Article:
Art is a Crane, #1 - 2018 - A Conversation with Johanna Roggan and Anna Till
“ZWEI für Dresden – Initiative zur Stärkung der Freien Darstellenden Künste in Dresden” is a position paper presented in 2017 by the Coalition of Independent Performing Arts Dresden (KFDK) based on a submission by the artist groups Cie. FREAKS UND FREMDE, the guts company, Katja Erfurth, JuWie Dance Company, shot AG, Theater La Lune, theatrale subversion. Among the signatories to the paper are 33 Dresden artists from various disciplines, including Johanna Roggan (JR) and Anna Till (AT).
André Schallenberg, Programme Director Theatre and Dance in HELLERAU, spoke with them.
What does the term free scene mean and what does it mean to you personally?
AT: The term free scene is very blurred. Basically, free scene means that artists* are freelance and independent of theatres, i.e. without a fixed ensemble structure. Since many choreographers* produce their plays in co-productions with several partners (including theatres, festivals and other venues), the boundaries are also blurred. For me, free scene means having a lot of room for experimentation and new forms of artistic expression. As a choreographer, I alone decide on the theme for my new piece and put together the artistic team myself.
I am responsible for the smooth running of these procedures.
However, the free scene also means that I operate with a less well developed infrastructure than at a state or city theatre. Besides the artistic work, I have to make sure that all administrative steps work. This means that I have to set up my own infrastructure within my company, employ people for fundraising, press and public relations, production management, accounting and much more. I also have to be able to rent rehearsal rooms and pay for stage and costume equipment. All employees* of my company are paid by me and I am responsible for the smooth running of these processes. So as a choreographer I run my own company.
JR: For me personally, the term means that I can do my own work at my own pace and with the people I choose. I don’t have to use a game plan. So I can devote myself to topics that are burning on my soul. For me, this also means not being a recipient of instructions and not being bound to an immediate hierarchy. Which, in view of the institutions with which I work, is only half right. We need the institutions (be it the theatres or the funding institutions) and they need us.
You helped to develop the coalition paper for the independent scene in Dresden. Who wrote it and what is your main concern?
JR: It all began with seven independent dance and theatre groups and individual artists who are closely connected to the Societaetstheater. So it was also clear that we could only speak for the performing arts at first, not for the entire independent scene. Whereby it would be good if other sections also worked out such papers and we would then join forces. Our basic concern is to increase and restructure the support measures for independent projects/groups. At the moment there is not only disproportionately little money in the funding pot, you can also apply each time only for a single project. There is no continuous funding possibility such as, for example, concept funding over several years. However, a more flexible funding landscape would be the right answer in view of the working realities of freelance artists. The Landesverband Freie Theater Sachsen, like the Bundesverband Freie Darstellende Künste, has calculated a lower fee limit with which artists* must at least be paid. If these were applied here, the city of Dresden could perhaps support two projects a year. Neither a state capital nor a city can afford this on its way to becoming the European Capital of Culture. So there is room for improvement here. Our analysis is very detailed and precise in its description of the situation, the needs and possible solutions. I would say that we or our colleagues have done a great deal of work – and done it on a voluntary basis. That must not be forgotten!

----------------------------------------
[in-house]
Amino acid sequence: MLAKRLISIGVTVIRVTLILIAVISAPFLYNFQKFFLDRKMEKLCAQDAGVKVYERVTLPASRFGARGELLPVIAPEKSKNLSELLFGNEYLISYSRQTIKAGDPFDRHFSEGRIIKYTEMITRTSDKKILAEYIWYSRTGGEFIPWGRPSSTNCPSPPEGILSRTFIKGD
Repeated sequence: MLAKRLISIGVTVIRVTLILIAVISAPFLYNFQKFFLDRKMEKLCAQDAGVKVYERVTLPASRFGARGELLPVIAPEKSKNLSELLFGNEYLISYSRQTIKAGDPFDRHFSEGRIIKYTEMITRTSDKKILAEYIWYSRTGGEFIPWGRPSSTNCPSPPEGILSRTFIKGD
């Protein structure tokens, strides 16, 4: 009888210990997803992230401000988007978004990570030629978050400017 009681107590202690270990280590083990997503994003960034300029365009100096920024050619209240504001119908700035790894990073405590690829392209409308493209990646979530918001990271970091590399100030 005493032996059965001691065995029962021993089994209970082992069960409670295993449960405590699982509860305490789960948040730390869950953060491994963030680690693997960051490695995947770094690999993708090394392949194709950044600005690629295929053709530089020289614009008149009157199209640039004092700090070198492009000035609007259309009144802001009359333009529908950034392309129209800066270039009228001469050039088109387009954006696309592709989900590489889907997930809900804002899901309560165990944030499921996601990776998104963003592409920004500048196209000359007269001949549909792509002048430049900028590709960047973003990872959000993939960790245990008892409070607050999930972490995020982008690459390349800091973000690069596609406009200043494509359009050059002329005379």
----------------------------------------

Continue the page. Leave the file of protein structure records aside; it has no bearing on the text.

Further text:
Are there similar initiatives in other cities?
JR: Yes. Fortunately! We copied a lot from Berlin (Coalition of the Free Scene Berlin). But also Frankfurt am Main now has a kind of coalition and in Mecklenburg-Western Pomerania they also sat down together. Years ago Leipzig had already brought the various actors* together at one table and published the demand “5 for Leipzig”. Wherever you look, it is above all the artists* who get together and raise a common voice. The grievances that become clear are so great on a financial level that one often doesn’t even dare to say how much money is really needed to pay for our work fairly. By the way, road construction, for example, is also subsidized. So art is not the only sector that receives public money.
How do these working conditions influence your work?
AT: I would say that the working conditions influence our artistic work enormously. That’s why the most important questions at the beginning of a production are: Which venue would I like to cooperate with? Which venue fits my next theme and can I realize my visions there? Then come the questions about financing and sponsors. If the piece is, for example, a cooperation with dancers*from Mozambique, I can apply for funding from other institutions than if it is a production with a team of exclusively Dresden* women. If it’s an interdisciplinary work that strongly involves photography or video, there will be another fund, etc. Step by step you then approach your artistic goal via a sometimes very complex network of cooperations, which of course always determine the working method and in this sense also the end product. But you enter into this deal right from the start and are aware of it.
How do you wish for a future, how should the dance scene – or the world – look like in 20 years?